“He is anti-roads.” “He is anti-tax.” “He is too Republican.” All are false claims that will be waged against my campaign for mayor of Turlock because of my current criticism of Measure B, a proposed half-cent sales tax for the next seven years to fund Turlock road improvements.
Turlock’s roads are indisputably failing. Nearly six years ago, City Hall first learned of its woefully inadequate road condition ratings, yet they didn’t make the proper investments in repairs.
With only 50 percent of Turlock’s roads in self-taxing assessment districts, there has been no significant discussion or action on long-term solutions that bring the other half of the City – which includes our older, more socio-economically disadvantaged neighborhoods – into their own assessment district.
Within City Hall’s budget adoption process, there has been no public “line-by-line” process of revenue and expenditure projections to prove to the public that Turlock’s coffers are indeed empty for roads. And until recently, there has been no line-item within the Council’s $32 million discretionary fund for road repair. A recently allocated $50,000 for 2014 is far from the $10 million annual projection needed to bring our roads up to above average conditions.
Measure B is an initiative that doesn’t guarantee the half-cent sales tax raised will be entirely spent on local Turlock roads. A single clause in its Title 3, Chapter 11 states that Measure B will expire “upon the operative date of a validly enacted countywide transportation tax measure.” If Stanislaus County puts forward its own measure and it passes in 2016, Turlock’s half-cent sales tax authority leaves our own City Hall and folds into the Stanislaus Council of Governments (StanCOG) to be disseminated through StanCOG’s yet-to-be determined spending formula.
This clause means that Ms. Smith, a fixed income senior citizen hoping to have her local cul-de-sac repaved, will vote for a tax that may or may not repave the asphalt right outside her door. As it stands, her cul-de-sac is listed in year five on the list of priorities; because of the above mentioned clause, projects listed in years three through seven are not guaranteed.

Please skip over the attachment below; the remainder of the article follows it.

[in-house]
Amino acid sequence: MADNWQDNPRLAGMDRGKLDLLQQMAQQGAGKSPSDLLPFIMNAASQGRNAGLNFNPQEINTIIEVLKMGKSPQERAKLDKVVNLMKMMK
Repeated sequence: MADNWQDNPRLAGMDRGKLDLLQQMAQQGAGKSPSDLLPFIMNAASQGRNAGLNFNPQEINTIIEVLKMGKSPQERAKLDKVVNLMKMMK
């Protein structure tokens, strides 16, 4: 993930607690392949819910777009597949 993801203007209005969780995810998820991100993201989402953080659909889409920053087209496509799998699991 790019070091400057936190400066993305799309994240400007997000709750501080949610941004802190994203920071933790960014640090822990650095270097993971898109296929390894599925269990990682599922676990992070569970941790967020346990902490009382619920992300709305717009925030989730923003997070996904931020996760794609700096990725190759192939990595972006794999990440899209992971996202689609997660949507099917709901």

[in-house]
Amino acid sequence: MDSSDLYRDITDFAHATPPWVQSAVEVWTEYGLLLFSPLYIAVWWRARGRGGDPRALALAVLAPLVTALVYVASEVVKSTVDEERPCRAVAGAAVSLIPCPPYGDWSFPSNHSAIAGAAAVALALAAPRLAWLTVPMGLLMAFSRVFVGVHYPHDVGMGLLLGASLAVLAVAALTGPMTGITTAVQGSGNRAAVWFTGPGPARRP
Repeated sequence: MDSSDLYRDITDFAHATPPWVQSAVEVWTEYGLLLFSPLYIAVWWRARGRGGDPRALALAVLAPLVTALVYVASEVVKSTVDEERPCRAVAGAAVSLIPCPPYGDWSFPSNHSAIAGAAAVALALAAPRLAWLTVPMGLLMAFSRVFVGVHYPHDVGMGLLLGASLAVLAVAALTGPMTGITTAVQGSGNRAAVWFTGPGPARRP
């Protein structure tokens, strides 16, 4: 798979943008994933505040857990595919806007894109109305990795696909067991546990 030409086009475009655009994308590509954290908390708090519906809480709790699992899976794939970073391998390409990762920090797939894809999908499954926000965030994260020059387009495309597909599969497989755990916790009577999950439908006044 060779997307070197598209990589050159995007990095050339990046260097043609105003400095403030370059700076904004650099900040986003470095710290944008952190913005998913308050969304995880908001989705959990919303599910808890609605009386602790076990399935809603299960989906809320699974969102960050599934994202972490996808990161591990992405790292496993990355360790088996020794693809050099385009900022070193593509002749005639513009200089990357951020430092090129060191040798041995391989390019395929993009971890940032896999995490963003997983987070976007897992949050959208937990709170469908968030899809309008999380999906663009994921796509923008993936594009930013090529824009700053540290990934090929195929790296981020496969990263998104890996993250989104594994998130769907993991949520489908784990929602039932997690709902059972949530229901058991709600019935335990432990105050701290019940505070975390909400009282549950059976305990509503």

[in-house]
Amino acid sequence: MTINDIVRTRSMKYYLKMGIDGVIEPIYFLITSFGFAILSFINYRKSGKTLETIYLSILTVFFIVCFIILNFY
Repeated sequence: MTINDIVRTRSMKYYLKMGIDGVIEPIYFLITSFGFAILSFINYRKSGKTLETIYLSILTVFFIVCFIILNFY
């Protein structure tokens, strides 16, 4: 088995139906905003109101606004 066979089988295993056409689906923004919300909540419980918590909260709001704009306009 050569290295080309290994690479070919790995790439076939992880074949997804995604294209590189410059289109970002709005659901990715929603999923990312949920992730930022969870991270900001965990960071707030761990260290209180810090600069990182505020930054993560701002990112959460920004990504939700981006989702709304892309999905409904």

Instead, any funds raised, which Measure B’s official title states will be spent on “pothole repair” and “existing city street improvements,” could be spent on North County Corridor or Highway 132 improvements – noble economic endeavors for the region, but far outside Turlock and not true to Measure B’s own title and intent.
While I believe local roads issues are better solved in a cooperative manner at a regional level where matching funds are available, it’s disingenuous to ask Turlock’s residents to increase their sales tax rates to a county-high of 8.1 percent while knowing that, in less than two years, the amount of revenue generated for local Turlock roads could decrease dramatically from an estimated $5.6 million to $2.7 million (Source: StanCOG’s 2014 spending formula).
Due to these reasons, I cannot support Measure B until I’m assured that the citizens of Turlock will receive the estimated $5.6 million per year for local “pothole repair” and “city street improvements” for the full seven years of the proposed tax. I’m waiting for this guarantee and will be more than willing to support the initiative once I’m assured Turlock’s taxpayers will receive their expected $39.5 million for the life of this tax.
Turlock deserves a mayor that will question the status quo in pursuit of sound public policy, a mayor who will ask thoughtful and often tough questions and a mayor who will be an avid defender of Turlock’s tax dollars. This is why I’m running for our city's top office and this is how I’ll conduct myself as Turlock’s next leader.
— Gary Soiseth, candidate for mayor of Turlock